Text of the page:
Assimilation Vs. Multiculturalism – Research Paper – benbarnard3
Assimilation Vs. Multiculturalism
Ben BarnardMr. TischlerEnglish 100125 April 2015Assimilation vs. Multiculturalism The american dream is something billions of people have chased around the globe as they immigrated to the United States of America. All the immigrants had a common idea, but they had many different ways of getting to America. Once they had arrived they all faced the same decision, assimilate to American culture or retain their homeland traditions and become multicultural. This decision was not easy for immigrants, they had already abandoned their home land and they had to decide if they wanted to lose their culture as well. The best choice for all people in America is to be somewhere in the middle of assimilation and multiculturalism similar to how the Italian-American immigrants joined into the society. Trying to restart a life in a brand new country is difficult in it’s own right, but when the country an immigrant moves to wants them to instantly become like everybody else in the country life gets much more arduous. When immigrants try to join american society they are pushed to assimilate, which means “the process of adapting or adjusting to the culture of a group or nation, or the state of being so adapted” (“Assimilation”) . American society does not embrace multiculturalism, which means “the preservation of different cultures or cultural identities within a unified society, as a state or nation.” according to dictionary.com. Being an immigrant in America is not the dream the many people portray it to be. Most immigrants and immigrant groups as a whole are discriminated against once they are in America they try to conform to the American society and do as the other “Americans” do.This is shown in an example Richard Rodriguez gives, “When a Chinese family tried to move in a few blocks away from out house, I heard a friend’s father boast that the neighbors had banded together to keep out the Japs.” (R.Rodriguez 482) This instance shows how poorly Americans treated and thought of foreign immigrants in the country that they now called home. This made immigrants try to assimilate to American culture faster which created another problem for the immigrants. The immigrants would then contact family or friends from their home country and are viewed as completely different people by the people that have known them the longest. This puts immigrants in a tug-of-war between their core culture and their new adopted culture. There is seemingly no way for the immigrants to make everyone happy. the way for a person to satisfy their homeland and their new country is to keep their multicultural background and assimilate to the new society they are in. Having a background unique to a person’s origins before they came to America is important in our society and helps create the feeling of a melting pot. According to Arthur Schlesinger Jr., “Many Americans today righteously reject the historical of a new race of man. the contemporary ideal is not assimilation but ethnicity.The escape from origin has given way to search for “roots”. (Schlesinger Jr. 465) Under this theory being different and embracing your roots is a good thing and helps improve the society, but this does not mean that because someone is different they are disliked and treated poorly by others that are not similar to them. Richard Rodriguez has another view on the melting pot. He says,the best metaphor of America remains the dreadful metaphor-the Melting Pot. Fall into the Melting Pot, ease into the Melting Pot, or jump into the Melting Pot-it makes no difference— you will find yourself a stranger to your parents, a stranger to your own memory of yourself.” (R.Rodriguez 483) My definition of the melting pot is, a theory that encourages assimilation without forcing people to lose their cultural ties to the country that they immigrated to america from, but that does not make it perfect for everyone. Billions of different kinds of people have immigrated to America from many countries. One of the larger groups of immigrants is the Italian American immigrants. According to the Gale Encyclopedia of Multicultural America, Italians began immigrating to the United states in the 1880’s. From 1876 to 1924 4.5 million Italians immigrated to America, and from just 1901 to 1910 two million Italians immigrated to the United States. Of all these Italian immigrants seventy-five percent were immigrants from Southern Italy because it was a poorer farming class area of the country. Once Italians settled in the United States they began to form Little Italies. These formed in heavily concentrated areas of fellow villagers and kin. They formed these communities in the few areas they settled in like, the Northeast, Louisiana, and California. Italians moved towards the Little Italies because of American hostility towards the Italian immigrants. Italians were discriminated against because the were blue collar working class people who did not care to assimilate into American culture. Italians were also overwhelmingly Roman-Catholic and during the time that they came to the United States there began religious reforms which made Americans dislike Italians more because they thought they were trying to change the views of Americans. According to Mercadante “Italians were viewed as ignorant and below other levels of religion in America” (Mercadante 553) Itlaians began to find their right fit in society with out losing their ties , but it took them awhile to get to that point. Italians did not begin to gradually assimilate into American culture until 1910’s and it was not until the 1920’s-1930’s that Italians began to become Americanized but they still retained their cultural traditions and did not lose their homeland customs. In the late 1930’s the second generation of Italian-Americans began to join others in Labor unions, began political gains in the Democratic Party New Deal Coalition. They also made a jump into national pop culture including, music, sports, and cinema. There are many very famous Italian-Americans such as, Frank Sinatra, Joe DiMaggio, Vince Lombardi, Sylvester Stallone, and Frank Capra. World War 2 was the beginning of the broad acceptance of Italians and it was because of the Italians full support of the United States. The Cold war made Italians a mainstream culture because of their support of Anti-communism. After the Cold war Italian-Americans began to move up the social ladder and gained white collar positions as mangers and seemingly took them over from all other immigrant groups. Italian-Americans began to get a negative connotation in the 1930’s-1950’s because of the Italian Mafia beginning. They were the gangsters of that time period, smuggling alcohol and drugs, taking over entire cities with their brute force and power made them feared and not well liked or easily trusted. To this day Italian-Americans are similar to the Italian immigrants in the early 1900’s. There still remain areas of the United States that have large dense populations of Italian-Americans still associated with family and families that are rooted from similar areas of Italy.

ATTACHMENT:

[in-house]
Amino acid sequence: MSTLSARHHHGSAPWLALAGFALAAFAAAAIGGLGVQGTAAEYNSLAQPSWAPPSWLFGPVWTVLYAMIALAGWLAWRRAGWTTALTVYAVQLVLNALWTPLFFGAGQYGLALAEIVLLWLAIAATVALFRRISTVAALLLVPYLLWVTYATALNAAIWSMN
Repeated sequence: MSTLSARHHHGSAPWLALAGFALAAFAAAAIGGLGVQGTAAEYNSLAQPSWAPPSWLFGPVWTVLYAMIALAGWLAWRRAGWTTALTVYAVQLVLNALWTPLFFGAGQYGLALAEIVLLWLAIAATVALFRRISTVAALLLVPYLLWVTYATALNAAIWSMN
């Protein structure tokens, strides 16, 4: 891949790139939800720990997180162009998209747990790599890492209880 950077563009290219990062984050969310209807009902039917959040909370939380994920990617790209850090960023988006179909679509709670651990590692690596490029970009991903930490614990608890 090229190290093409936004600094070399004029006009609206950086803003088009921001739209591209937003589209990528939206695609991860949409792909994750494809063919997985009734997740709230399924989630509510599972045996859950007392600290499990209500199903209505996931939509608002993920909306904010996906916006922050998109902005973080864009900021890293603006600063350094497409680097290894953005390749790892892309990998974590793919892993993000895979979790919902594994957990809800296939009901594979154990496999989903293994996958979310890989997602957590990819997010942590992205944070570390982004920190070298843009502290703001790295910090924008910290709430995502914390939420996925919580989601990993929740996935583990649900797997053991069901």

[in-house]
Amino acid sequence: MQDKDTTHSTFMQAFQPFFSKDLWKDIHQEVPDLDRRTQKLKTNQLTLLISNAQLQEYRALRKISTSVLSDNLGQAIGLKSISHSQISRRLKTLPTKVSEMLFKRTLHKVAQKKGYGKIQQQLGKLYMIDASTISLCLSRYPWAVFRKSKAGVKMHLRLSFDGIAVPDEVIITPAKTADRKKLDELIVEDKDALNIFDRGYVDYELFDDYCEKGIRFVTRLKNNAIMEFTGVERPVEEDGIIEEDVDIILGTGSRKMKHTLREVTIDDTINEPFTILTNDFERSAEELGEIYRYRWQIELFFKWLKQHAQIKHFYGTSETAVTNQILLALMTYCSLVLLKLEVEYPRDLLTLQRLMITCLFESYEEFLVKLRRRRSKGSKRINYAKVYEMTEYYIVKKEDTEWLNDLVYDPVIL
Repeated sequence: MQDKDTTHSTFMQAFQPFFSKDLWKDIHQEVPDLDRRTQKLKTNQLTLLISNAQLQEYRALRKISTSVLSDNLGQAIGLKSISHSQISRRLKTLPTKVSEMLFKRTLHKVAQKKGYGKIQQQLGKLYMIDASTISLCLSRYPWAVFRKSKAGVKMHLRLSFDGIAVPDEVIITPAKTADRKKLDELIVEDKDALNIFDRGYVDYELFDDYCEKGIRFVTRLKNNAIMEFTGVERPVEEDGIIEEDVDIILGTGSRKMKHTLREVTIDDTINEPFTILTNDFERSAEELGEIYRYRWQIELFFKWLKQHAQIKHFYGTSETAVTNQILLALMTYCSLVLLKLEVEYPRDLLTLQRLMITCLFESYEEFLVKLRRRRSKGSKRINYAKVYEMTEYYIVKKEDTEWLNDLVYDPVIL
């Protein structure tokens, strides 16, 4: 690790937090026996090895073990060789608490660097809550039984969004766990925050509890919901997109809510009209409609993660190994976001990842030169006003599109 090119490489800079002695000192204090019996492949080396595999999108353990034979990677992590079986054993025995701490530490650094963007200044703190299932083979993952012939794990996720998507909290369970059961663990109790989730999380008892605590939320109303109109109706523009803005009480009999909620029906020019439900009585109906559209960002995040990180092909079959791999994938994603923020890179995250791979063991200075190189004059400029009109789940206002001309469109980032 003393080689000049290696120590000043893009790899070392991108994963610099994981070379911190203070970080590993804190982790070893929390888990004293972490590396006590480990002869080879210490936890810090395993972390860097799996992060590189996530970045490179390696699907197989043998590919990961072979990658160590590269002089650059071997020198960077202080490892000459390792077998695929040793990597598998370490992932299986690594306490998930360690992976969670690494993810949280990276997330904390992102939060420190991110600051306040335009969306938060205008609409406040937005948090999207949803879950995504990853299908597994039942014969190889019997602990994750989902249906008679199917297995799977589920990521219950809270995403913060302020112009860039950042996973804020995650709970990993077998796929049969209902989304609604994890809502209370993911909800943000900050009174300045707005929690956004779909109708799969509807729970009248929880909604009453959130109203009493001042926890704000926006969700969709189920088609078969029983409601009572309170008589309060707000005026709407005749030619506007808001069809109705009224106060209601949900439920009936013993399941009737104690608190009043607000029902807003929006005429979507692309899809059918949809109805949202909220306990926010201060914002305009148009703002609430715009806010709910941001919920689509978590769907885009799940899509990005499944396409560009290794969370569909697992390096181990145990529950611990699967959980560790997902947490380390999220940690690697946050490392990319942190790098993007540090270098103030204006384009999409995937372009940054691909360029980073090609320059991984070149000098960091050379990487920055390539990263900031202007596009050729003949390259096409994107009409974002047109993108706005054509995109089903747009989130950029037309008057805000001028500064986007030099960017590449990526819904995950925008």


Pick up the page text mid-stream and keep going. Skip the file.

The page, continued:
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(2017, 05). Assimilation Vs. Multiculturalism. EssaysForStudent.com. Retrieved 05, 2017, from